Taking part in an international expansion is an exciting time. It can also be a stressful time. Once the initial excitement has died down, you might encounter mounting challenges.
This is often the case when a business enters the Canadian market for the first time. Even with the most careful research, most businesses still make a few missteps. Many of these fumbles occur in HR compliance.
HR compliance is crucial, but it’s sometimes overlooked. HR rules can be complex and often confusing.
Here are a few of the most common HR compliance mistakes international businesses make when they expand to Canada. Knowing about them beforehand can help you avoid them.
1. Not Knowing about Mandated Leaves
Canadian labour law is evolving rapidly. Many provinces have introduced significant updates in the last few years. One of the areas that has undergone change is employee leaves. In many provinces, employees are now entitled to more paid and unpaid leave for a wider variety of reasons.
You must pay careful attention to how many days of leave employees are entitled to for things like bereavement, loss of a child, and personal emergencies. These rules vary from province to province, so you need to research the standards based on your location.
2. Confusion over Public Holidays
Holidays are another common point of confusion for employers just entering Canada. As with leaves, there are provincial variations. The federal government does set out a schedule of holidays. For the most part, provinces follow them, but not every province mandates Boxing Day, for example.
The provinces are also free to set their own holidays, so you may be surprised to find Quebec has a few more holidays than Alberta or Ontario. Be sure to pay careful attention to the holiday schedule and determine which are statutory in nature.
3. Overtime Rules Get Complicated Quickly
A very common HR compliance stumbling block for international employers is overtime pay for Canadian employees. Again, the rules change based on the province, and sometimes from industry to industry.
As a general rule of thumb, employees can work 40 hours per week before they’ll need to be paid overtime. Shift lengths may also matter. If an employee works more than eight hours in a day, overtime may kick in.
As noted, however, this changes with the industry. In saw mills, for example, the work week may be 44 hours or more before overtime applies. Some provinces also make it possible for employers to offer lieu time instead of overtime pay.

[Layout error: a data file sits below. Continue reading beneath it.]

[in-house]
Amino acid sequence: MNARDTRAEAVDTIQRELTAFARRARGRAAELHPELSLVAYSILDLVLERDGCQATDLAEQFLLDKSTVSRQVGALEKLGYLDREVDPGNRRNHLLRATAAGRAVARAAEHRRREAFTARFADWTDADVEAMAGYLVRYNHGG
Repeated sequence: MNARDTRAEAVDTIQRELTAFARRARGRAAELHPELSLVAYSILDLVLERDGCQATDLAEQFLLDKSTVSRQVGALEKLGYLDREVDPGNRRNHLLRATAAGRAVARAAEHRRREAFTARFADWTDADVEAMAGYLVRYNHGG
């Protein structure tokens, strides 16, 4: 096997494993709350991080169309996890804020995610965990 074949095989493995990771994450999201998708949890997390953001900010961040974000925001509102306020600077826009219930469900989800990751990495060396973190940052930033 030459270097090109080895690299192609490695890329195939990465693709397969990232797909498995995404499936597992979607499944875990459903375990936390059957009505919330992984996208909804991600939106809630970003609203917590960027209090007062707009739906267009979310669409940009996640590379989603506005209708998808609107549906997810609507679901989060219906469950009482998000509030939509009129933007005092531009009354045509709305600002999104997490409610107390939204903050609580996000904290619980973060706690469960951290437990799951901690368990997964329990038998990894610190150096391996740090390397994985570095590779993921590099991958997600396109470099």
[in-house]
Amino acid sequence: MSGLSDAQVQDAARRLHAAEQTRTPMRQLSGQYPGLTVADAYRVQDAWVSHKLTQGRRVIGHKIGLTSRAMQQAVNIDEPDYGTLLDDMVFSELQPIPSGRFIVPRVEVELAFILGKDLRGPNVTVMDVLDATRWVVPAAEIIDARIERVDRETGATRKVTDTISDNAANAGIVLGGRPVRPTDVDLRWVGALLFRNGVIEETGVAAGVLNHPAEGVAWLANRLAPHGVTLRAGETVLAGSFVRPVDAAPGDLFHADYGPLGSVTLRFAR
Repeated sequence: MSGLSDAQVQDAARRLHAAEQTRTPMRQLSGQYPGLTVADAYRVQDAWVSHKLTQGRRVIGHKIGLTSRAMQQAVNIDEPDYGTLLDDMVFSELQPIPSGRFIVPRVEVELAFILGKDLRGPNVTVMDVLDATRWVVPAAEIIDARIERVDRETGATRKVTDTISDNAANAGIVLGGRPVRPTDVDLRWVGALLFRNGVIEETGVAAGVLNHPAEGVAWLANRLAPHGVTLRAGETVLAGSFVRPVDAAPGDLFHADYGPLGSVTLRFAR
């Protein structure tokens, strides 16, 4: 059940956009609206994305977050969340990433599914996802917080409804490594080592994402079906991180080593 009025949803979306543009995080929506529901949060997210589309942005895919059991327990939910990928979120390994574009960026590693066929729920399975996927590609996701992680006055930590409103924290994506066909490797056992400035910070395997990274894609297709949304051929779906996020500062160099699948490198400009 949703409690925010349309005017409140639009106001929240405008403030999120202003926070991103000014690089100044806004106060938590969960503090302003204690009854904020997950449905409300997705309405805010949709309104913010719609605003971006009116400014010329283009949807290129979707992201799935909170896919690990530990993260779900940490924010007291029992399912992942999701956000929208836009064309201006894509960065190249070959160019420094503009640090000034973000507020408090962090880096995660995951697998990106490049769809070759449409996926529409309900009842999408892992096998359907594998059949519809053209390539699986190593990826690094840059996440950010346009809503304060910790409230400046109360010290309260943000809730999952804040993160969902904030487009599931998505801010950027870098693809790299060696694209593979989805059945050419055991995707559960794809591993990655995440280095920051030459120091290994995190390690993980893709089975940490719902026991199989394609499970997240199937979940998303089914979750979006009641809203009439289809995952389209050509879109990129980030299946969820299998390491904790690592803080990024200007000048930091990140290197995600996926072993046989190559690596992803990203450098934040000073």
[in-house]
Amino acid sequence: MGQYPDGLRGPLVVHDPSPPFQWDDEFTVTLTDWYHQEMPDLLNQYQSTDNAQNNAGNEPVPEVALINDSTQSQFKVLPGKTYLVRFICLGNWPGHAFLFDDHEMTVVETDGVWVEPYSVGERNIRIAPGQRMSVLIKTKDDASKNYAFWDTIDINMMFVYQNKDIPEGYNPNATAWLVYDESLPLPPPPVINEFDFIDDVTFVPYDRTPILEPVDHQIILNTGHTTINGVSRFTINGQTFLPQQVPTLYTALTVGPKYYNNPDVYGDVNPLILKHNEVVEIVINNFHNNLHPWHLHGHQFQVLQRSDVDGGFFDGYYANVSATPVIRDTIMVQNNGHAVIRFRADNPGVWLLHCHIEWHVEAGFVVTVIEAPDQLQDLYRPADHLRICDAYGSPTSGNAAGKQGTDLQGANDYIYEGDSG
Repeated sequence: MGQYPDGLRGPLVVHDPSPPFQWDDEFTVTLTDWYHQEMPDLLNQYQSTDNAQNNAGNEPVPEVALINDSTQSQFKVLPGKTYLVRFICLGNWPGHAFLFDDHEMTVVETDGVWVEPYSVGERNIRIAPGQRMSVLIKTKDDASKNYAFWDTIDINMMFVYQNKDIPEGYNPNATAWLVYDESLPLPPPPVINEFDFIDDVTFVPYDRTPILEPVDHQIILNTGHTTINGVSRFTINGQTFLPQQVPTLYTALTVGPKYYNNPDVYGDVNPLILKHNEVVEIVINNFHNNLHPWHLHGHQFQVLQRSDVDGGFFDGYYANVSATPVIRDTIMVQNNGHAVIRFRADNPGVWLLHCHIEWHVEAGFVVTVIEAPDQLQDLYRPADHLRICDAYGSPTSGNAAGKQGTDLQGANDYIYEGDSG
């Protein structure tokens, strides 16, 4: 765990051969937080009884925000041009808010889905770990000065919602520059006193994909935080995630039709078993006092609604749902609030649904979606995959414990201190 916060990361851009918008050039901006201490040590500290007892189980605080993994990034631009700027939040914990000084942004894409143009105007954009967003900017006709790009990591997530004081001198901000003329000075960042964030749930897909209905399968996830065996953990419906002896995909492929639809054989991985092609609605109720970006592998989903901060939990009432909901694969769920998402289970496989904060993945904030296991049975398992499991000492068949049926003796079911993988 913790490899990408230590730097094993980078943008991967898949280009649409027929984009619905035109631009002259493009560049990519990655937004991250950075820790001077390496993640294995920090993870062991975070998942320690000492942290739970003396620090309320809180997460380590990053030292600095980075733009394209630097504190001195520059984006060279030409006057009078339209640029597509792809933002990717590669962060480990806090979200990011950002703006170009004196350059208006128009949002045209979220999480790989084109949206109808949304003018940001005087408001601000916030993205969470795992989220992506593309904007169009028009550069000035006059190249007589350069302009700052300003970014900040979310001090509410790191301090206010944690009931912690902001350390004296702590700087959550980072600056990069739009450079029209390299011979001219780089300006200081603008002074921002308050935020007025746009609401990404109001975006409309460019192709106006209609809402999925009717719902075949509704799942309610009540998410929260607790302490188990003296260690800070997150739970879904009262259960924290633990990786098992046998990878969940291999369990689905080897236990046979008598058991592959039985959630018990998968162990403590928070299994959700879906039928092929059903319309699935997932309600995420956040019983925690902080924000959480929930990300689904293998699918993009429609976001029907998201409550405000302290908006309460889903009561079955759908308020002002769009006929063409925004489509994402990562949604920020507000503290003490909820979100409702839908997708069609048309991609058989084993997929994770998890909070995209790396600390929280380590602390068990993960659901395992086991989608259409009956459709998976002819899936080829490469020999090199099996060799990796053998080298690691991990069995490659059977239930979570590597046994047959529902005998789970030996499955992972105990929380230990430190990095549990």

It’s easy to see how someone unfamiliar with the rules could struggle. Consider working with a professional employer organization (PEO) for assistance.
4. Termination and Severance Pay Rules Are Different
This is an especially tricky point for American businesses, because the rules around termination and severance pay are vastly different in Canada.
In Canada, at-will employment doesn’t exist. Employees must be given proper notice of termination. The length of notice depends on the employee’s length of service. If the employer can’t provide proper notice, then they may need to offer severance pay in compensation.
5. Payroll and Benefits
When expanding internationally, employers often get stuck on payroll and benefits as well.You determined the holidays but are unsure of how to calculate vacation pay. What with holdings are required to satisfy the requirements of Employment Insurance and the Canadian Pension Plan?
You may also run into rules governing what you can and can’t do. For example, you can’t take the cost of a dine-and-dash out of a server’s pay in most provinces.
If you’re unfamiliar with the rules, the best thing you can do is get help from the experts. A PEO can identify where you need to adjust your policies to become compliant, and they can help you do just that.